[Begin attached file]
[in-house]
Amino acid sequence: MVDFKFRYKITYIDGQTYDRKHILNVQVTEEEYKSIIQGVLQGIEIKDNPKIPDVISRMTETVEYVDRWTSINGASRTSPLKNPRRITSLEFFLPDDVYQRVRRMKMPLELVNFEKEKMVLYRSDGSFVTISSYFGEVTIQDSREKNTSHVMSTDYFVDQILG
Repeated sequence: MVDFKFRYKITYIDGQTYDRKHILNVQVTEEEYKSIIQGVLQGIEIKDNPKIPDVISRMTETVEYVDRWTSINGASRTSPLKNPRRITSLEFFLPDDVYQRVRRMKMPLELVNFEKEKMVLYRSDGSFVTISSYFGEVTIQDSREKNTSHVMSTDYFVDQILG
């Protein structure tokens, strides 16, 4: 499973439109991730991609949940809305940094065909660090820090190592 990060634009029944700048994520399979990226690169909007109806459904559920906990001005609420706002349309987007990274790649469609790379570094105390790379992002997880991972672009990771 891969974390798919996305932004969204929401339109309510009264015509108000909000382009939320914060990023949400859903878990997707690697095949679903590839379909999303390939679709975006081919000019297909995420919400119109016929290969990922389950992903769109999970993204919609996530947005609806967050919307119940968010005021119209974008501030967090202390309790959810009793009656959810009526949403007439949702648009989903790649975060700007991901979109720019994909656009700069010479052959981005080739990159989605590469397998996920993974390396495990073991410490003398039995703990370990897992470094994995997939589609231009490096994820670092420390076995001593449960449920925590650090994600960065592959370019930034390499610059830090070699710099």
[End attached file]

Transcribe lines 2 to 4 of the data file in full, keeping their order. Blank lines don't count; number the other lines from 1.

Amino acid sequence: MVDFKFRYKITYIDGQTYDRKHILNVQVTEEEYKSIIQGVLQGIEIKDNPKIPDVISRMTETVEYVDRWTSINGASRTSPLKNPRRITSLEFFLPDDVYQRVRRMKMPLELVNFEKEKMVLYRSDGSFVTISSYFGEVTIQDSREKNTSHVMSTDYFVDQILG
Repeated sequence: MVDFKFRYKITYIDGQTYDRKHILNVQVTEEEYKSIIQGVLQGIEIKDNPKIPDVISRMTETVEYVDRWTSINGASRTSPLKNPRRITSLEFFLPDDVYQRVRRMKMPLELVNFEKEKMVLYRSDGSFVTISSYFGEVTIQDSREKNTSHVMSTDYFVDQILG
């Protein structure tokens, strides 16, 4: 499973439109991730991609949940809305940094065909660090820090190592 990060634009029944700048994520399979990226690169909007109806459904559920906990001005609420706002349309987007990274790649469609790379570094105390790379992002997880991972672009990771 891969974390798919996305932004969204929401339109309510009264015509108000909000382009939320914060990023949400859903878990997707690697095949679903590839379909999303390939679709975006081919000019297909995420919400119109016929290969990922389950992903769109999970993204919609996530947005609806967050919307119940968010005021119209974008501030967090202390309790959810009793009656959810009526949403007439949702648009989903790649975060700007991901979109720019994909656009700069010479052959981005080739990159989605590469397998996920993974390396495990073991410490003398039995703990370990897992470094994995997939589609231009490096994820670092420390076995001593449960449920925590650090994600960065592959370019930034390499610059830090070699710099």